Experienced construction workers, and new entrants with a good work history or prior military service, should enjoy the best job prospects. A variety of factors can affect job prospects and competition for positions. Entering specialties requiring specific education, certification, or licensure are likely to improve job prospects for those willing to get the needed certifications, licenses, training, and education. Jobs that cause a worker to be at great heights, are physically demanding, or expose workers to extreme conditions are also more likely to have less competition for positions and often have high replacement needs. Occupations that have few training needs are likely to have increased competition and less favorable job prospects.

Certain occupations should have particularly good job opportunities. Because of the difficulty in obtaining certification as a crane operator, some employers have been unable to fill some positions. Electricians, plumbers, pipefitters, and steamfitters are also licensed occupations that should have a favorable outlook due to projected job growth. Roofers should have favorable opportunities due to job growth and difficult working conditions, which lead to high replacement needs. Boilermakers; brickmasons, blockmasons, and stonemasons; and structural and reinforcing iron and rebar workers should have excellent opportunities because of the skills required to perform their duties and the difficult working conditions. Installation and maintenance occupations—including line installers and heating and air-conditioning mechanics and installers—also should have especially favorable prospects because of a growing stock of homes that will require service to maintain interior systems. Construction managers who have a bachelor's degree in construction science, with an emphasis on construction management, and related work experience in construction management services firms, should have especially good prospects as well. Employment growth among administrative support occupations will continue to be limited by office automation. Construction laborers needing less training should face competition for work due to few barriers to entrance to this occupation. The outlook for carpenters will be heavily dependent upon residential construction activity, which is unlikely to grow as fast as in recent years. Painters should have good opportunities because of demand for their work, while paperhangers should have less favorable opportunities because of the reduced demand for their work.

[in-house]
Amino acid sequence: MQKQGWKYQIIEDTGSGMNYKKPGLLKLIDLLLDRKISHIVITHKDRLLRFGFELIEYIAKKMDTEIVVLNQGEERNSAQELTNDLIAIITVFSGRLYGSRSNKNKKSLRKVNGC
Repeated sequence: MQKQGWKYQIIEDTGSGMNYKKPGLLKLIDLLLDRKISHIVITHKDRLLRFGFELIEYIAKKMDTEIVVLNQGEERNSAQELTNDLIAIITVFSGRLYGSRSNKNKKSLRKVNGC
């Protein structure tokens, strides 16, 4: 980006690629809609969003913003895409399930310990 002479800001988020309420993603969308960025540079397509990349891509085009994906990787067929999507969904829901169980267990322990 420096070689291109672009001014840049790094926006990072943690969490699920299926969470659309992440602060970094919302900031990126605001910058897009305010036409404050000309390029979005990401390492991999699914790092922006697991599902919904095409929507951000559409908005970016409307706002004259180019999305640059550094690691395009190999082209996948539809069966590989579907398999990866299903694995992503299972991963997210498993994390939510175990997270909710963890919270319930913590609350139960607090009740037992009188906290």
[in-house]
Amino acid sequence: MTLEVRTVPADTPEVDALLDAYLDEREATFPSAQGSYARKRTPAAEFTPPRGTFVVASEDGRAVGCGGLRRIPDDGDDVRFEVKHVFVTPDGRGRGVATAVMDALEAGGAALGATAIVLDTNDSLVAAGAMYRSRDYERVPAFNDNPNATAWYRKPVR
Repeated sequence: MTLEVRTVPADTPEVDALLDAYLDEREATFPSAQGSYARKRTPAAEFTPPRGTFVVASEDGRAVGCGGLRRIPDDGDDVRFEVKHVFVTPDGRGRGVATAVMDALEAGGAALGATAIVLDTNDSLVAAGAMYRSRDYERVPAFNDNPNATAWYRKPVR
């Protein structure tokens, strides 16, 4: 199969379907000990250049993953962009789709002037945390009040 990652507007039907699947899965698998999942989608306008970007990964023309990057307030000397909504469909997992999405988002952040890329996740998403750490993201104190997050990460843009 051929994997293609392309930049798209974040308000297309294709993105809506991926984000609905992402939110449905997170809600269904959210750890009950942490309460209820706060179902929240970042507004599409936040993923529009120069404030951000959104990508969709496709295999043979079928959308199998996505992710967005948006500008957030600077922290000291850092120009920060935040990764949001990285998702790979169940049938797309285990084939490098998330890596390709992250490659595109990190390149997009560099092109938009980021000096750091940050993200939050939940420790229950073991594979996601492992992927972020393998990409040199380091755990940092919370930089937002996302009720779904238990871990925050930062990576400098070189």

The number of job openings in construction may fluctuate from year to year. New construction is usually cut back during periods when the economy is not expanding or interest rates are high.

Earnings [About this section] [More salary/earnings info] [To Top]

Industry earnings. Earnings in construction are higher than the average for all industries (table 4). In 2008, production or nonsupervisory workers in construction averaged $21.87 an hour, or about $842 a week. In general, the construction trades workers needing more education and training, such as electricians and plumbers, get paid more than construction trades workers requiring less education and training, including laborers and helpers.

Table 4. Average earnings of nonsupervisory workers in construction, 2008
Industry Hourly Weekly
Total, private industry $18.08 $608
Construction 21.87 842
Construction of buildings 21.39 813
  Nonresidential building 23.10 914
  Residential building 19.47 707
Heavy and civil engineering construction 22.00 924
  Utility system construction 22.31 941
  Highway, street, and bridge construction 22.11 731
  Other heavy construction 21.78 947
  Land subdivision 18.73 702
Specialty trade contractors 21.99 835
  Building equipment contractors 23.56 918
  Building finishing contractors 20.87 783
  Other specialty trade contractors 20.86 795
  Building foundation and exterior contractors 20.54 747

Earnings also vary by the worker's education and experience, type of work, complexity of the construction project, and geographic location. Wages of construction workers often are affected when poor weather prevents them from working. Traditionally, winter is the slack period for construction activity, especially in colder parts of the country, but there is a trend toward more year-round construction, even in colder areas. Construction trades are dependent on one another to complete specific parts of a project—especially on large projects—so work delays affecting one trade can delay or stop the work of another trade. Wages of selected occupations in construction appear in table 5.

Table 5. Median hourly wages of the largest occupations in construction, May 2008
Occupation Construction of buildings Heavy and civil engineering construction Specialty trade contractors All industries
Construction managers $37.45 $39.87 $38.34 $38.39
First-line supervisors/managers of construction trades and extraction workers 28.49 28.10 27.49 27.95
Plumbers, pipefitters, and steamfitters 22.83 21.27 21.78 21.94
Electricians 21.26 22.85 21.69 22.32
Operating engineers and other construction equipment operators 20.48 20.02 18.98 18.88
Carpenters 19.17 19.42 18.50 18.72
Cement masons and concrete finishers 17.41 17.13 16.85 16.87
Painters, construction and maintenance 15.41 16.84 15.46 15.85
Construction laborers 14.35 14.29 13.57 13.71
Heating, air conditioning, and refrigeration mechanics and installers ** 18.54 18.25 19.08

Benefits and union membership. About 17 percent of construction trades workers were union members or covered by union contracts, compared with 14 percent of workers throughout private industry. In general, union workers are paid more than nonunion workers and have better benefits. Many different unions represent the various construction trades and form joint apprenticeship committees with local employers to supervise apprenticeship programs.



*Source: Bureau of Labor Statistics, U.S. Department of Labor. Used by permission.